With a melodic rock and gothic / prog background, and most famous for her time with Nightwish, I was kinda curious as to where this solo album from Anette Olzon would lead us. And you know what, I am confident any fan of her past adventures will be happy with how this turned out.
Opening with Like A Show Inside My Head, we are treated with a beautiful song that could be described as a less metallic version of that Finnish band she was in. Melodic, at times bombastic, just very enjoyable. And this continues as the album plays on. Sometimes a bit more heavy, but never really over the top, this is a release that is a testament of her vocal prowess. And with all songs co-written by her, there is even more to wonder about. Floating for instance, is a happy little ditty that vaguely reminded me of Valensia. Lies is another song that would feel at home in her past, yet again brings its own character to the table. Great vocal also, especially as she looses the clear voice and gets a little rough around the edges.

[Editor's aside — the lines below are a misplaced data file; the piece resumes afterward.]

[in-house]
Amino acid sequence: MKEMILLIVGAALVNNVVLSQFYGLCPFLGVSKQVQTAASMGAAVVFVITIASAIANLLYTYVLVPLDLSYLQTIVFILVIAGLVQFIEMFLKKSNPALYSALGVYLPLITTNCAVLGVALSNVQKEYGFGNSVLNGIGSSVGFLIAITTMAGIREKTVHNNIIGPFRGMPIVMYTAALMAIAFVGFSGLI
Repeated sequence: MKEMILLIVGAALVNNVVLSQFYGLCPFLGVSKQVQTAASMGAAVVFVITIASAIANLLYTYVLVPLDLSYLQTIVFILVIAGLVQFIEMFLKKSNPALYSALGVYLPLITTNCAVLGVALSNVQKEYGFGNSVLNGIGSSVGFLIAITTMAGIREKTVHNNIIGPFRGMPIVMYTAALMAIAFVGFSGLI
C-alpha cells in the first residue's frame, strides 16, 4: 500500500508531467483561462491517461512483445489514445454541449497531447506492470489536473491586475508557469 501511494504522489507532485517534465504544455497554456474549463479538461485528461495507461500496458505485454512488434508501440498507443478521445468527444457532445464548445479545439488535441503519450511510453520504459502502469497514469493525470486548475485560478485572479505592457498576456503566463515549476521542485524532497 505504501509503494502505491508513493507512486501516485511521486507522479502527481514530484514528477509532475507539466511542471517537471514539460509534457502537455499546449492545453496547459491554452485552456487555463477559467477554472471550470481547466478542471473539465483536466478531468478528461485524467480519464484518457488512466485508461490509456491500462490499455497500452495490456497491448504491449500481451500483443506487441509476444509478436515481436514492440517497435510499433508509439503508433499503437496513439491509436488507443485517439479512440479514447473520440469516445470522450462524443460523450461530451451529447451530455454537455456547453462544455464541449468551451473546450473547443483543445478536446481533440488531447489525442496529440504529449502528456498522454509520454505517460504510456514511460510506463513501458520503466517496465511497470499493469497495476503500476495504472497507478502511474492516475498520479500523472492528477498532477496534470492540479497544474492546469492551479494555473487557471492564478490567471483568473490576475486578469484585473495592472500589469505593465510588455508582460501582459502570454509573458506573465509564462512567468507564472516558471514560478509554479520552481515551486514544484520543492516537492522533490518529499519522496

Some may say this is nothing new and maybe they are right. But I like the album for what it is, a collection of melodic rock songs with light and dark, grandiose arrangements and convincing delivery. I say a job well done!
So, just when you think you have figured the MoonJune Records label out, they surprise you with this release. Instead of another virtuoso on guitar, we now get a Belgian lady that sings and plays piano. On 5 tracks Susan is accompanied by cellist Simon Lenksi and on 2 by drummer Nico Chkifi and bass player Pierre Mottet. And what the thumbnail on the left hardly makes noticeable, the whole album is recorded live!
So is this singer songwriter material? Well, not quite I think, or at least not all. When 11 songs clock in at over an hour, you know you can expect more elaborate work. Which is not so strange when you know she has guested with The Wrong Object, and is a Conservatory graduate. Her piano work is playful and full of depth. Sometimes her vocals reminded me a bit of Kate Bush, with whom she probably shares a desire for artistic freedom and the capability to express herself very well on an emotional level. Other references are Tori Amos and Fiona Apple. The cello functions not only as an orchestral addition, but also sometimes adds an almost human voice to the music. Very original. A truly interesting mix of songs from a undoubtedly talented performer. And yes, sometimes a bit rough around the edges, but hey, it is recorded live! Recommended.